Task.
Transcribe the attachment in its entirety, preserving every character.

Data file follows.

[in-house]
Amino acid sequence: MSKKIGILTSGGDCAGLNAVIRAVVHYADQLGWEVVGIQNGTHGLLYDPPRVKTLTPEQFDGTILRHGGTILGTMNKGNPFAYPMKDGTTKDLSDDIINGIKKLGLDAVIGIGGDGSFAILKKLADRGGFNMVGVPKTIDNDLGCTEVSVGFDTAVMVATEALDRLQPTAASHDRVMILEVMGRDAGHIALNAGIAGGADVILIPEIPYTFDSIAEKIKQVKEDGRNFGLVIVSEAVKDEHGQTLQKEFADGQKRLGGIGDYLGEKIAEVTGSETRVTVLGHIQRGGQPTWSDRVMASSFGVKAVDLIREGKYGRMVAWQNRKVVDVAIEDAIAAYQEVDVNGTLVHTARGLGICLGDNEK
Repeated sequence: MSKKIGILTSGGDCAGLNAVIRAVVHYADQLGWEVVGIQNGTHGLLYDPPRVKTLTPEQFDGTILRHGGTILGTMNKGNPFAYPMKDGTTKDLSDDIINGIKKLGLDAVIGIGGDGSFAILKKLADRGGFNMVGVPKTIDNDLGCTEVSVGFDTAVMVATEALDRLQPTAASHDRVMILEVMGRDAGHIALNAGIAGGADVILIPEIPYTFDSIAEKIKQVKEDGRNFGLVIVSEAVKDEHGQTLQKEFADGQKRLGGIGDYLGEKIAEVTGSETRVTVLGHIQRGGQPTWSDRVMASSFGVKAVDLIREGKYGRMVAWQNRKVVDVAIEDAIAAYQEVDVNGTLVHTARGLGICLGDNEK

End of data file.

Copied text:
[in-house]
Amino acid sequence: MSKKIGILTSGGDCAGLNAVIRAVVHYADQLGWEVVGIQNGTHGLLYDPPRVKTLTPEQFDGTILRHGGTILGTMNKGNPFAYPMKDGTTKDLSDDIINGIKKLGLDAVIGIGGDGSFAILKKLADRGGFNMVGVPKTIDNDLGCTEVSVGFDTAVMVATEALDRLQPTAASHDRVMILEVMGRDAGHIALNAGIAGGADVILIPEIPYTFDSIAEKIKQVKEDGRNFGLVIVSEAVKDEHGQTLQKEFADGQKRLGGIGDYLGEKIAEVTGSETRVTVLGHIQRGGQPTWSDRVMASSFGVKAVDLIREGKYGRMVAWQNRKVVDVAIEDAIAAYQEVDVNGTLVHTARGLGICLGDNEK
Repeated sequence: MSKKIGILTSGGDCAGLNAVIRAVVHYADQLGWEVVGIQNGTHGLLYDPPRVKTLTPEQFDGTILRHGGTILGTMNKGNPFAYPMKDGTTKDLSDDIINGIKKLGLDAVIGIGGDGSFAILKKLADRGGFNMVGVPKTIDNDLGCTEVSVGFDTAVMVATEALDRLQPTAASHDRVMILEVMGRDAGHIALNAGIAGGADVILIPEIPYTFDSIAEKIKQVKEDGRNFGLVIVSEAVKDEHGQTLQKEFADGQKRLGGIGDYLGEKIAEVTGSETRVTVLGHIQRGGQPTWSDRVMASSFGVKAVDLIREGKYGRMVAWQNRKVVDVAIEDAIAAYQEVDVNGTLVHTARGLGICLGDNEK